Slow Reading

I want to “linger, to dally, to take pleasure in tarrying” over Elizabeth Freeman’s concept of slow reading. Indeed, I want to read slowly, to take time, to take my time.

Ever since the advent of New Criticism in the 1920s, there has remained an emphasis in literary studies on close reading. Whilst I do not want to dismiss this invaluable practice, it is important to note that “close reading” is a spatial metaphor, which suggests a proximity to the text, a lack of distance. Close reading can imply intimacy, proximity, an attempt to be with and bring the text into touch. But, in certain pedagogical settings, the phrase “close reading” can also appear coldly analytic, calling forth the image of furrowed brows and bent heads trying to exhaust the text and its “meanings.” In Time Binds, Freeman retains the phrase “close reading,” but she also opens up the idea of slow reading. This temporal emphasis gives us leave to enjoy the indulgence of delaying, of taking time with a text, of lingering, dallying and tarrying. Indeed, slow reading allows us, in however small a way, “to resist the commodity-time of speedy manufacture.” Through slow reading, we can pause and enjoy, as well as focus on and scrutinize, texts. In contrast to close reading, then, slow reading figures a form of temporal experience as well as a type of practice. It implies both luxury and pleasure, a sense of leisurely purpose and patient attention.

Pablo Picasso, La Lecture,, accessed 8 June 2014.
Pablo Picasso, La Lecture,, accessed 8 June 2014.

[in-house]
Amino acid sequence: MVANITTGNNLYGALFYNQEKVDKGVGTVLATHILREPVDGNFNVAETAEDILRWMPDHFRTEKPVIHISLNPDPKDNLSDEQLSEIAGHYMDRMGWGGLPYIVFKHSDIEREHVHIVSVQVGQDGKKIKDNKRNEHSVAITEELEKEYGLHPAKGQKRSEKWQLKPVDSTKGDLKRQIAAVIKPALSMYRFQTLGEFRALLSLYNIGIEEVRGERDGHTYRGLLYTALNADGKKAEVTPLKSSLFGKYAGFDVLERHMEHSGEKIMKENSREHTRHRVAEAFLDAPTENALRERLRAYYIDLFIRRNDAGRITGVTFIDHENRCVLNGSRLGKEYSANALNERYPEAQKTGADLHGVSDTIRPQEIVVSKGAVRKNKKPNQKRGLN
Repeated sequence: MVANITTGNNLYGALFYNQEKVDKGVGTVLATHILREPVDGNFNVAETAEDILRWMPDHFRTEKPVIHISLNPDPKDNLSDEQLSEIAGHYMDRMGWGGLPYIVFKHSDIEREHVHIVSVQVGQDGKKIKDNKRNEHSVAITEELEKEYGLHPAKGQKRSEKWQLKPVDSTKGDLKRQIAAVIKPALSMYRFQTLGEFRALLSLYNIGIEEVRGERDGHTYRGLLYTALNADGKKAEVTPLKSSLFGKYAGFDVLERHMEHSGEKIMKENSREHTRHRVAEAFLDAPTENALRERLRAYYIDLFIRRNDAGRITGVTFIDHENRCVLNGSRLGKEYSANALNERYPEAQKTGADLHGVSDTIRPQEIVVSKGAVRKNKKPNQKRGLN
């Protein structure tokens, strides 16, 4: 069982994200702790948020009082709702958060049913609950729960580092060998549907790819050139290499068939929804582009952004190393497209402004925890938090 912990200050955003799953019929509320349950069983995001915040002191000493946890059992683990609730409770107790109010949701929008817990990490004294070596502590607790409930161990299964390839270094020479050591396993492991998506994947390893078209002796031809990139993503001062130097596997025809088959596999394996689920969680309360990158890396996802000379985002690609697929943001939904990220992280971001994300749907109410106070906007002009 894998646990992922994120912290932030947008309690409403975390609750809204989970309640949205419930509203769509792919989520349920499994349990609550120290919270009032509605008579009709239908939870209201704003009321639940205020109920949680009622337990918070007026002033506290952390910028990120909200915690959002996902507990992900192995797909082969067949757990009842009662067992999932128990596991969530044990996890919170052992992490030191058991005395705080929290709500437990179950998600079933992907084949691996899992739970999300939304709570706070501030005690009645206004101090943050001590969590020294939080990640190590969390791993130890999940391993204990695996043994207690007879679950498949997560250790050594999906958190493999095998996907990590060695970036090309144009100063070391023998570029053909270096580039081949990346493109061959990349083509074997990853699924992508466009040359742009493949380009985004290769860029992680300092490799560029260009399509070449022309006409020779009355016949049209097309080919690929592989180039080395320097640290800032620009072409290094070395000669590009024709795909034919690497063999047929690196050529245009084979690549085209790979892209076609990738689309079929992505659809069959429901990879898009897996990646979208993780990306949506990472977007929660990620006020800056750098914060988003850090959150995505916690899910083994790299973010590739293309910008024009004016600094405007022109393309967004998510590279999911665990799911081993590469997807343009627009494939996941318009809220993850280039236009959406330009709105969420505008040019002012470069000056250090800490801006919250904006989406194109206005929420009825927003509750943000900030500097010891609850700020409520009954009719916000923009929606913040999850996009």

The connotations of Freeman’s slow reading in fact subtly invite us to pay more attention to a text’s temporal complexities. As a temporal experience itself, slow reading offers us the time to revel in a text’s many temporal layers – extradiegetic, diegetic – and appreciate the temporal redirections created through analepsis and prolepsis, elliptical gaps and untimely holes. Indeed, slow reading is more suitable than close reading as a critical method when it comes to analyzing the text’s own speed and rhythms, its temporal loops and turns; the phrase “slow reading” conjures the very temporal quality required to appreciate the time(s) of a text, its pauses and temporal drags. Ultimately, then, Freeman’s Time Binds encourages us to drag along and slow down, to read slowly and luxuriate in the moment and the moments of (close) reading.

Moreover, intimacy requires time and by reading slowly we give ourselves the time necessary to bind ourselves closely to the body of the text. By allowing ourselves to dally and linger, we can indulge in textual sensuality. Reading slowly enables us then to become intimate with the text, to bond with the text; it allows us to encounter the other, as well as to encounter the fractured, bound and unbound reading “self.” By reading slowly, we can encounter the body – the corpus – of the text. We can become entangled and touched by it as long as we are prepared to dally and linger with it and in it. Through reading slowly, we put ourselves at risk with the (textual) other.